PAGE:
MEPS 262:1-17 (2003)  -  doi:10.3354/meps262001

Modeling of climate forcing on a cold-ocean ecosystem, Conception Bay, Newfoundland

Ru Cheng Tian1,2,*, Don Deibel1, Raymond J. Thompson1, Richard B. Rivkin1

1Ocean Science Center, Memorial University, St. John¹s, Newfoundland A1C 5S7, Canada
2Present address: Harvard University, Department of Earth and Planetary Sciences, 29 Oxford Street, Cambridge, Massachusetts 02138, USA

ABSTRACT: Climate forcing of marine ecosystems has been the subject of increased research over the last few decades. We have developed a prognostic, 1-dimensional (1D) physical-biological model to study climate forcing of cold-ocean ecosystems. The physical model is based on the Mellor-Yamada level 2.5 turbulence closure scheme and is explicitly driven by meteorological data. The biological model consists of 10 state variables which include the mesoplankton and the microbial food webs. The model was applied to Conception Bay, Newfoundland, Canada with meteorological, physical and biological data collected from 1986 to 1990. Our model revealed a strong correlation between the NAO (North Atlantic Oscillation) index and biological production. The microbial food web (e.g. small phytoplankton, microzooplankton and bacteria) is more sensitive to climate variability than is the mesoplankton food web (e.g. large phytoplankton and mesozooplankton). Buoyancy flux-driven convective mixing, temperature and solar radiation are the major factors through which climate variability affects the function of cold-ocean ecosystems.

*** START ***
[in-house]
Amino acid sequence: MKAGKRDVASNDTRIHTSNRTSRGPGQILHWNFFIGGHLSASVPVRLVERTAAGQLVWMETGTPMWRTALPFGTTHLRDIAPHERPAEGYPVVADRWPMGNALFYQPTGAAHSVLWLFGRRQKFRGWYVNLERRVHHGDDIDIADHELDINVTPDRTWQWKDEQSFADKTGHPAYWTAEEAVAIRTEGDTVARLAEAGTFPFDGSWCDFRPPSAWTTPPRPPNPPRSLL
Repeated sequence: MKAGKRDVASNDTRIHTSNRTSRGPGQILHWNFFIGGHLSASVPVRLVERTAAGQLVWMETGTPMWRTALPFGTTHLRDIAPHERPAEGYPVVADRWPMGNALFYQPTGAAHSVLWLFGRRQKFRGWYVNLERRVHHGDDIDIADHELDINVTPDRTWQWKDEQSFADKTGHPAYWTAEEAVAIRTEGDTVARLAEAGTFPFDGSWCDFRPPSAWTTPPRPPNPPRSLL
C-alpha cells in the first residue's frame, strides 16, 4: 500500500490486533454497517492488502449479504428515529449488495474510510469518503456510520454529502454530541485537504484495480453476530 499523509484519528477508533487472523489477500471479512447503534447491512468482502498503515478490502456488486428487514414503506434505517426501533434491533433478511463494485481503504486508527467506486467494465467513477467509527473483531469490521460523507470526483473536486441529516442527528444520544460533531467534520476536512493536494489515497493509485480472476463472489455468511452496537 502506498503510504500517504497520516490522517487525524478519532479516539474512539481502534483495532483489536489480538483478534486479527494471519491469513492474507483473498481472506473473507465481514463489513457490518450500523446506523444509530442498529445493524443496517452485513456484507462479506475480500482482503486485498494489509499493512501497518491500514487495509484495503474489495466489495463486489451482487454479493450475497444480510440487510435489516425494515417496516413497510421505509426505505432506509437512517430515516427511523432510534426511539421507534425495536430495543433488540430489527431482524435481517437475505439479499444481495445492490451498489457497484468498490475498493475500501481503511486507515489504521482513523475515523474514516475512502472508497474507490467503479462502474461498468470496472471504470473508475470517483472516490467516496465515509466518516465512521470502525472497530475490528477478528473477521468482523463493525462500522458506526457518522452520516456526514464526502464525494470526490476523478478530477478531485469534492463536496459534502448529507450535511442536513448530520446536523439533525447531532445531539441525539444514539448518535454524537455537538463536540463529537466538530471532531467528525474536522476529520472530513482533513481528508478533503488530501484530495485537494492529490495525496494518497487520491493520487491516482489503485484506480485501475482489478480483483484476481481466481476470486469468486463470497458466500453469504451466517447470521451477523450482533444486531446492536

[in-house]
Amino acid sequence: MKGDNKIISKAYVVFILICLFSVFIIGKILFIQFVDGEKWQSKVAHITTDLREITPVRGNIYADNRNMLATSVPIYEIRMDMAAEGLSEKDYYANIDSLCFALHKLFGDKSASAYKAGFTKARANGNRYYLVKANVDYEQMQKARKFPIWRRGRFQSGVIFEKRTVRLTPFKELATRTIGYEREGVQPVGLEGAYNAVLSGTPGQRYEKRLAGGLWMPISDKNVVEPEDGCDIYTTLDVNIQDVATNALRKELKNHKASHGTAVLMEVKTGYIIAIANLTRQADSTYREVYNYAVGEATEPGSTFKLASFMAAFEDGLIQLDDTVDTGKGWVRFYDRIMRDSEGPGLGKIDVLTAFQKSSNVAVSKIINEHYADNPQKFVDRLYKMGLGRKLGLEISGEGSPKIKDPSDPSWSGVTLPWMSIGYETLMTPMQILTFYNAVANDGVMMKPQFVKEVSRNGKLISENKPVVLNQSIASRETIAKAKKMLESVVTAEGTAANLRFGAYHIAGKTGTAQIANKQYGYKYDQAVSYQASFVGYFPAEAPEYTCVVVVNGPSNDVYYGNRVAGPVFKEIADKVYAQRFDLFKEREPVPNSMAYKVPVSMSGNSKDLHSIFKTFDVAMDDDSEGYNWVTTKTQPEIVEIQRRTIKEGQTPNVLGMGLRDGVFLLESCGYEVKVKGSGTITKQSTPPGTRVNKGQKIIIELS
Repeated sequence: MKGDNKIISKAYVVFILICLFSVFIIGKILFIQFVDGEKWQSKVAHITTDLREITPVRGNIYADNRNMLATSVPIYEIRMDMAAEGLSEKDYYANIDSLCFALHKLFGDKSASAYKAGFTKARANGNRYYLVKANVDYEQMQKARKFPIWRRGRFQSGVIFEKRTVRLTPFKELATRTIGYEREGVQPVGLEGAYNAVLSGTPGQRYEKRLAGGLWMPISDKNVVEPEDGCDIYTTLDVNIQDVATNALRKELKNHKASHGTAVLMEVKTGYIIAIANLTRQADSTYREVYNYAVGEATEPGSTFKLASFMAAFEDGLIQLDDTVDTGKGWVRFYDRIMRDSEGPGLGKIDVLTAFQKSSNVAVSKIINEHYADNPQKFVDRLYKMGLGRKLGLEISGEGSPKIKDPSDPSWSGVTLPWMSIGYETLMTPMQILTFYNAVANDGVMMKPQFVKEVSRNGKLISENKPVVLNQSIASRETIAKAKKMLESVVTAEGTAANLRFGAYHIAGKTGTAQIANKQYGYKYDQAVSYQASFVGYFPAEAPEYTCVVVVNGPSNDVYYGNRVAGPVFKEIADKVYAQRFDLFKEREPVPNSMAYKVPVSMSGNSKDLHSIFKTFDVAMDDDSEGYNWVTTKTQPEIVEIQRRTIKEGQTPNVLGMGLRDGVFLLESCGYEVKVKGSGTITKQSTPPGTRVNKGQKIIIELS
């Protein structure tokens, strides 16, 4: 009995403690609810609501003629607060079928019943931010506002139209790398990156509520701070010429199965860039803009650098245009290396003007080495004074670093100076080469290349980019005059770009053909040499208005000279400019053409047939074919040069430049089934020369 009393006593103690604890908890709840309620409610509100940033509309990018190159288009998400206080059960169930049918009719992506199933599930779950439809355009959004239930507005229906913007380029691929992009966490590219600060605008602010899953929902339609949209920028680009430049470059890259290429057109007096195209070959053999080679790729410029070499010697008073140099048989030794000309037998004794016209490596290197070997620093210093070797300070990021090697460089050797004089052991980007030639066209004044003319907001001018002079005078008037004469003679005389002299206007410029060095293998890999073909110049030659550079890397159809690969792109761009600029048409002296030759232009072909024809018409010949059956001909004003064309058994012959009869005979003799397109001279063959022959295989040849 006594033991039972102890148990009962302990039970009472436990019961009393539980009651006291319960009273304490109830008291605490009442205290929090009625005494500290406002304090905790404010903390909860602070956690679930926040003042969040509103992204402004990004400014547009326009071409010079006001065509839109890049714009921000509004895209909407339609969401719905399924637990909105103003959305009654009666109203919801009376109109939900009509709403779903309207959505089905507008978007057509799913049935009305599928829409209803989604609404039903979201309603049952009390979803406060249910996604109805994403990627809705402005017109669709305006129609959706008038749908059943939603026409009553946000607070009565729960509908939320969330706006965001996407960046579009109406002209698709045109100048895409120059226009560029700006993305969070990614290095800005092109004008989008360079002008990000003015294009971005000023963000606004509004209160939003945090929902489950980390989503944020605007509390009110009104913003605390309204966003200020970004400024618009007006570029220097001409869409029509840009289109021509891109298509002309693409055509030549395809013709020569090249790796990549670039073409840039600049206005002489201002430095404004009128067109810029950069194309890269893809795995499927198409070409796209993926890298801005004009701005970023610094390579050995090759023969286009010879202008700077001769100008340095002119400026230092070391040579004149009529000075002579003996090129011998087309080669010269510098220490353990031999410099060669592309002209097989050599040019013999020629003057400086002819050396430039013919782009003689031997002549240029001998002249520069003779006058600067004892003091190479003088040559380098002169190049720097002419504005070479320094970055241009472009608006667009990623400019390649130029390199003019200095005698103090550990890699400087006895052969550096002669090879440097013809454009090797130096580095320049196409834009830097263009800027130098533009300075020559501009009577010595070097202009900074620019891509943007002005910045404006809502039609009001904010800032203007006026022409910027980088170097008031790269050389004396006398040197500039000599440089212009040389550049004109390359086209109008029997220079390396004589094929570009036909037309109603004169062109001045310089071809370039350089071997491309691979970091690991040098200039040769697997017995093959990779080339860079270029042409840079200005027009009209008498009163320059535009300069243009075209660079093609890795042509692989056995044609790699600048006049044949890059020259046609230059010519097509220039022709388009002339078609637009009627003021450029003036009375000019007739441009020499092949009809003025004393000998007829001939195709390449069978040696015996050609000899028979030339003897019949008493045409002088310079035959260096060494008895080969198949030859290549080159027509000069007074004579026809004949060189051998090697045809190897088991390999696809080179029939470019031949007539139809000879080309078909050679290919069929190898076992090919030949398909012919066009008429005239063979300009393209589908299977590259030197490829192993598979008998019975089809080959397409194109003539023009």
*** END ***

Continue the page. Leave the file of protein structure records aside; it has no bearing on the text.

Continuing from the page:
KEY WORDS: Climate forcing · Vertical mixing · Phytoplankton bloom · Simulation model

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